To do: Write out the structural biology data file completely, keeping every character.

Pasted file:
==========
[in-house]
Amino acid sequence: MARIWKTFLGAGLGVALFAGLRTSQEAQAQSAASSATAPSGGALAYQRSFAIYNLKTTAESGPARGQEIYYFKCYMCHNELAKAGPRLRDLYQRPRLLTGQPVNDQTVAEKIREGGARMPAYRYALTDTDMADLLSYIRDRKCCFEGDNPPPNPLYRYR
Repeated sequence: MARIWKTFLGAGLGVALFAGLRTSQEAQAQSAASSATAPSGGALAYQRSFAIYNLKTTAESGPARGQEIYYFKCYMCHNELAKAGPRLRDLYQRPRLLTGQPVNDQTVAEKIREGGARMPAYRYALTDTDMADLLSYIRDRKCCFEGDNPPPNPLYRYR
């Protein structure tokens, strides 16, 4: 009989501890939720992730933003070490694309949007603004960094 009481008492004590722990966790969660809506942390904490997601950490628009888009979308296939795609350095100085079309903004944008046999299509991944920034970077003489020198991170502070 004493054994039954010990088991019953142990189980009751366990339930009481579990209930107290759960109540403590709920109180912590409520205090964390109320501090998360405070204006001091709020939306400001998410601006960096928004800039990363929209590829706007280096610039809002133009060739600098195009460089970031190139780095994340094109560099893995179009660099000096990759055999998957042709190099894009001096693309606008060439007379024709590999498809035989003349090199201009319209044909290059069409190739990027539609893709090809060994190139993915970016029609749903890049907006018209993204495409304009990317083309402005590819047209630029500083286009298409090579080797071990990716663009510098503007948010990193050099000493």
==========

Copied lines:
[in-house]
Amino acid sequence: MARIWKTFLGAGLGVALFAGLRTSQEAQAQSAASSATAPSGGALAYQRSFAIYNLKTTAESGPARGQEIYYFKCYMCHNELAKAGPRLRDLYQRPRLLTGQPVNDQTVAEKIREGGARMPAYRYALTDTDMADLLSYIRDRKCCFEGDNPPPNPLYRYR
Repeated sequence: MARIWKTFLGAGLGVALFAGLRTSQEAQAQSAASSATAPSGGALAYQRSFAIYNLKTTAESGPARGQEIYYFKCYMCHNELAKAGPRLRDLYQRPRLLTGQPVNDQTVAEKIREGGARMPAYRYALTDTDMADLLSYIRDRKCCFEGDNPPPNPLYRYR
């Protein structure tokens, strides 16, 4: 009989501890939720992730933003070490694309949007603004960094 009481008492004590722990966790969660809506942390904490997601950490628009888009979308296939795609350095100085079309903004944008046999299509991944920034970077003489020198991170502070 004493054994039954010990088991019953142990189980009751366990339930009481579990209930107290759960109540403590709920109180912590409520205090964390109320501090998360405070204006001091709020939306400001998410601006960096928004800039990363929209590829706007280096610039809002133009060739600098195009460089970031190139780095994340094109560099893995179009660099000096990759055999998957042709190099894009001096693309606008060439007379024709590999498809035989003349090199201009319209044909290059069409190739990027539609893709090809060994190139993915970016029609749903890049907006018209993204495409304009990317083309402005590819047209630029500083286009298409090579080797071990990716663009510098503007948010990193050099000493």